United States did not waive immunity for copyright infringement claim brought by prisoner
February 05, 2009

In a recent decision, the Federal Circuit held the Court of Federal Claims correctly dismissed a copyright infringement suit against the United States for lack of subject matter jurisdiction. The plaintiff is a federal prisoner who created various coyprightable works while in federal prison. He brought suit alleging copyright infringement after his works were distributed by Federal Prison Industries.

The Court of Federal Claims dismissed the case for lack of subject matter jurisdiciton, holding the government had not waived its sovereign immunity from suit in this context. The Federal Circuit affirmed, holding that because the calendars were created using government-furnished computers while the prisoner was in the "service" of the United States, sovereign immunity had not been waived under 28 U.S.C. § 1498(b). As a result, the Court of Federal Claims correctly held it lacked jurisdiction to hear the case.

Robert James Walton was incarcerated in federal prision at Leavenworth, Kansas. While there, he worked for Federal Prison Industries, and, using government computers, created desk-blotter calendars for 2000 and 2001-2002. A substantial number of these calendars were produced, and some were sold to private customers.

In 2001, Walton, pro se, sued the government for copyright infringement in district court. After the case was transferred to the Court of Federal Claims, the government moved to dismiss under 17 U.S.C. § 411(a) because Walton had not registered his coyprights. Walton then obtained legal representation, registered his copyrights, and filed an amended complaint in 2005. The Court of Federal Claims then dismissed the case for lack of subject matter jurisdiction, holding the government had not waived immunity from Walton's suit under 28 U.S.C. § 1498(b). Because immunity had not been waived, the court lacked subject matter jurisdiction. Walton appealed.

The Federal Circuit affirmed. The court noted that while § 1498 waives sovereign immunity for copyright infringement claims against the government, there are two provisos that, if met, negate the waiver. The relevant statutory language is as follows:

Provided, however, That this subsection shall not confer a right of action on any copyright owner or any assignee of such owner with respect to any copyrighted work prepared by a person while in the employment or service of the United States, where the copyrighted work was prepared as a part of the official functions of the employee, or in the preparation of which Government time, material, or facilities were used[.]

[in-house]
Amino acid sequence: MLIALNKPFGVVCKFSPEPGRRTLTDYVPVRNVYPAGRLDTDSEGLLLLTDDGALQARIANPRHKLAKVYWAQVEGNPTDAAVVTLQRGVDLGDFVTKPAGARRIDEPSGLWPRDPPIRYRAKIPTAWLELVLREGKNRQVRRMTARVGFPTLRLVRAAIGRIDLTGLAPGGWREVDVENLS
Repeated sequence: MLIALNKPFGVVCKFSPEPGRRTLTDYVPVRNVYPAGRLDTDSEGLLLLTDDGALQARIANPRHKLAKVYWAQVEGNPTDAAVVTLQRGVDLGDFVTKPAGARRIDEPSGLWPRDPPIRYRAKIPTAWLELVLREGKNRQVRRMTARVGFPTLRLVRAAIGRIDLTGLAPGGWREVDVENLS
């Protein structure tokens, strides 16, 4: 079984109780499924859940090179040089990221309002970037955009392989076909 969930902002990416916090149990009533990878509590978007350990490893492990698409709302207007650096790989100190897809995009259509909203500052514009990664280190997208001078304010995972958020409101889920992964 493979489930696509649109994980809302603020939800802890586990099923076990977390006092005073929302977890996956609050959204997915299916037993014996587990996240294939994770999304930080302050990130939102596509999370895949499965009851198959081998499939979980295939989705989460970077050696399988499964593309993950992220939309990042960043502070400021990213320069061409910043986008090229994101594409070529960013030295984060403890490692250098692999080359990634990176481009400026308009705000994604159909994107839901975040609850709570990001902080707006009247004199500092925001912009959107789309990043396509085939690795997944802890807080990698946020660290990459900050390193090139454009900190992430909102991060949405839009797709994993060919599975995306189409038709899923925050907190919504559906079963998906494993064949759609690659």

Accordingly, if the copyrighted work was created "(1) while in the 'employment or service' of the United States and (2) [either] (a) as part of the official functions of the employee or (b) in whose preparation government 'time, material[s], or facilities' were used," immunity is not waived. Here, it was undisputed that government computers were used, so the second prong was met. The dispute centered o whether Walton was "in the employment or service" of the United States.

Walton argued that "employment" and "service" are used interchangably in the statute and that prisoners have, in other contexts, been held not to be "employees" of the United States. The Federal Circuit declined to consider whether Walton was an employee as that term is used in 1498(b), instead holding Walton was in the "service" of the United States.

First, the court noted that the two terms are presumed to have different meanings in the statute under principles of statutory construction. Further, the court thought it unlikely "that if Congress had intended 'service' to mean the same thing as 'employment,' it would have continued for many years to use the two different and separate terms." As a result, it is possible to be in "service" without being "employed." Although the court did not explore the outer boundaries of a service relationship, the court concluded Walton's relationship with Federal Prison Industries fell into this category. As a result, the immunity exclusion of 1498(b) applied. When immunity has not been waived, courts lack subject matter jurisdiction to hear a claim, so the court affirmed the dismissal of Walton's case.

To read the full decision in Walton v. United States, click here.

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